Self-driving cars – state of the industry
- Sep 16, 2016
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Things are different now as compared to 2013 when Google made a $250 Million investment in Uber. Google has been pursuing the research and development of self-driving cars for a while now. Uber, on the other hand has also started its pursuit of the driverless car. While it would be very convenient to own a self-driven car, consider the alternative – a taxi hailing service run entirely using driverless cars. That would eliminate the cost of paying drivers and some experts estimate that it could even work out to be cheaper than driving your own car. The profit margins for the providers are also expected to be huge.
All this and many other developments point to one simple, inescapable fact – driverless cars are going to be on the road real soon. Here are three news updates which support Travis Kalanick’s comment about driverless cars being ‘existentially’ important for Uber to survive:
- 1. A test program where prototype cars are going to be tested as part of a ride-hailing service at Pittsburg.
- 2. A $300 million alliance with Volvo to develop fully driverless cars by 2021.
- 3. Acquisition of Otto, a San Francisco startup focused on autonomous trucks.
While it is exciting to see such updates about an upcoming technology, real world adoption is something nobody can predict. Here are results from a recent survey about self-driven cars conducted in the US.
People aged over 65 are highly skeptical about self-driving cars or ride-hailing services like Uber and Lyft. On the other hand, younger people who were surveyed support adoption of the technology if it’s statistically safer.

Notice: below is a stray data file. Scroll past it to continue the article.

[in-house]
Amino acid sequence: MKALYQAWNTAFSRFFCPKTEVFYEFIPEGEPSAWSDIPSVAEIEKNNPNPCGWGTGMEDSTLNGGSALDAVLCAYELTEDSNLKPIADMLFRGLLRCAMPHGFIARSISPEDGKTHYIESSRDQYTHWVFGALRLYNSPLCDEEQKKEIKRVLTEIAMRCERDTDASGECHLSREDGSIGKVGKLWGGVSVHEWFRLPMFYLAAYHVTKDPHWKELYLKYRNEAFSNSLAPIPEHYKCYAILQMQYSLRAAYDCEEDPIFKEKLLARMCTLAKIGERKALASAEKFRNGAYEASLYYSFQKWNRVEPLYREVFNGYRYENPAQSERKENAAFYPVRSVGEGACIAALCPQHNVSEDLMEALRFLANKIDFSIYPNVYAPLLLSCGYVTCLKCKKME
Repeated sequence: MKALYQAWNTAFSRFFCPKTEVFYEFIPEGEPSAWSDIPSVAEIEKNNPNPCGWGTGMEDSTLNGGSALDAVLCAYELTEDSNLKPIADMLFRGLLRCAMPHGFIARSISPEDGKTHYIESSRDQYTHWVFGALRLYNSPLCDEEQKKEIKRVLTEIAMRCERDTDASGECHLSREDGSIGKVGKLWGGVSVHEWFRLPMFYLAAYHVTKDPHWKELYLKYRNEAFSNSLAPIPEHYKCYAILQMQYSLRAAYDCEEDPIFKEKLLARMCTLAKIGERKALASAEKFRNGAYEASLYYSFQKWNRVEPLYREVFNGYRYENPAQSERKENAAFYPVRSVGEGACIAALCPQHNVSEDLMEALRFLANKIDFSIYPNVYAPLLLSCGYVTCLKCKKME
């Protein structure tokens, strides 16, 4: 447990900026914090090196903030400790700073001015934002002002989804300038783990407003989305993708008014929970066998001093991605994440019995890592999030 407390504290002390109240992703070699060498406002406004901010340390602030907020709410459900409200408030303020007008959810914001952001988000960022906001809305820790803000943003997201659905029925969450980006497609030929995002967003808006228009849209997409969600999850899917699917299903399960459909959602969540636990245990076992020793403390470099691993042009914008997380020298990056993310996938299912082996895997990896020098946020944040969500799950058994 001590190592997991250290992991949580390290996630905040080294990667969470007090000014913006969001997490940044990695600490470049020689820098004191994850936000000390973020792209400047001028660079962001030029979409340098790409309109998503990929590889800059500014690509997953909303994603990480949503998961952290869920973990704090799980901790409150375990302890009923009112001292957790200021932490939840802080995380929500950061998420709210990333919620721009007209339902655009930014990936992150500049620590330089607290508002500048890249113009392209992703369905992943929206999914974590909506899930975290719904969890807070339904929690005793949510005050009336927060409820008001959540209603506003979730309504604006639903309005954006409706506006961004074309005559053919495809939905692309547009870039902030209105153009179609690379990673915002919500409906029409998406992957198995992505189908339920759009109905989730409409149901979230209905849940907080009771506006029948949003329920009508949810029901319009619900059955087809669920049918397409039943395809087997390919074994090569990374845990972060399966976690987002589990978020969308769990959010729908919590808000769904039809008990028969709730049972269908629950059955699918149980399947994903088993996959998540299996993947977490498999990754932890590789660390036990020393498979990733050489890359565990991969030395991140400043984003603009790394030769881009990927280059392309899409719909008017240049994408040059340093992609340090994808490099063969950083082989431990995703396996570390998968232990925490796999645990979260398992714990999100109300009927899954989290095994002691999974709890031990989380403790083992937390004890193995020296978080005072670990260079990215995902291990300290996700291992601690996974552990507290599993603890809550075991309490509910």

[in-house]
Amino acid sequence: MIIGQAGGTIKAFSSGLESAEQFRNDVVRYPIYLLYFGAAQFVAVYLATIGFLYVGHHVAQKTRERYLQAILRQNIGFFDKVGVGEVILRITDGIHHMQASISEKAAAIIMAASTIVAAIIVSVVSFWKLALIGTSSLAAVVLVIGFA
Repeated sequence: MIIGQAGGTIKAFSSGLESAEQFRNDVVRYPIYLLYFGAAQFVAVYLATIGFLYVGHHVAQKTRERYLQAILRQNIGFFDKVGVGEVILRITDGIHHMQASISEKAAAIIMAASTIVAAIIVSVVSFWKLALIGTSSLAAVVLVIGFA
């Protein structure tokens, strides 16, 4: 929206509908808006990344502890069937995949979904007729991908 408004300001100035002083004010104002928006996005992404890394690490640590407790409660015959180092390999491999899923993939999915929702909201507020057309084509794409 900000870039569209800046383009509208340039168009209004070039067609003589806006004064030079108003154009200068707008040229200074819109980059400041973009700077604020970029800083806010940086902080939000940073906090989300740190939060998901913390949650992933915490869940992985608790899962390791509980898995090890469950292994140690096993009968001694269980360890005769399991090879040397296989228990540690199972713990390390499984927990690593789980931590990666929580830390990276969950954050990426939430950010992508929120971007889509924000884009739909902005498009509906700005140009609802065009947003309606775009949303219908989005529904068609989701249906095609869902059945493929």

In states like California, Nevada and Florida, laws have been passed that have made such cars legal. Many of the technologies of driverless cars are already being used in conventional cars.
Another very interesting player in the emergent self-driving cars market: Tesla. Their approach is starkly opposite to Google’s. The internet giant is experimenting on new features everyday leading up to full vehicular autonomy. The former, on the other hand, has faith in technology paving the way for complete autonomy someday. In the meantime, their autopilot feature has logged a staggering 47 million miles compared to Google’s 1.5 million miles.
Their approach to the hardware is also different. Tesla believes that cameras and radars would do the job. In a press conference last year, Tesla Motors CEO Elon Musk said that advanced sensors like Google’s LIDAR wouldn’t be required for future Tesla models. This is because these models would still have someone sitting at the wheel (i.e they’re not driverless). Musk confidently stated that fully autonomous Tesla cars would roll out by 2018. Google expects to do the same by 2020. At this point, it’s not clear who the winner of this mad technology race will be. One thing is certain – better use of real-world data, not just lab results, will decide the winner.
Pravir Ramasundaram is our in-house content writer at ContractIQ. Keep coming back to read more from him on mobility, outsourcing & analytics.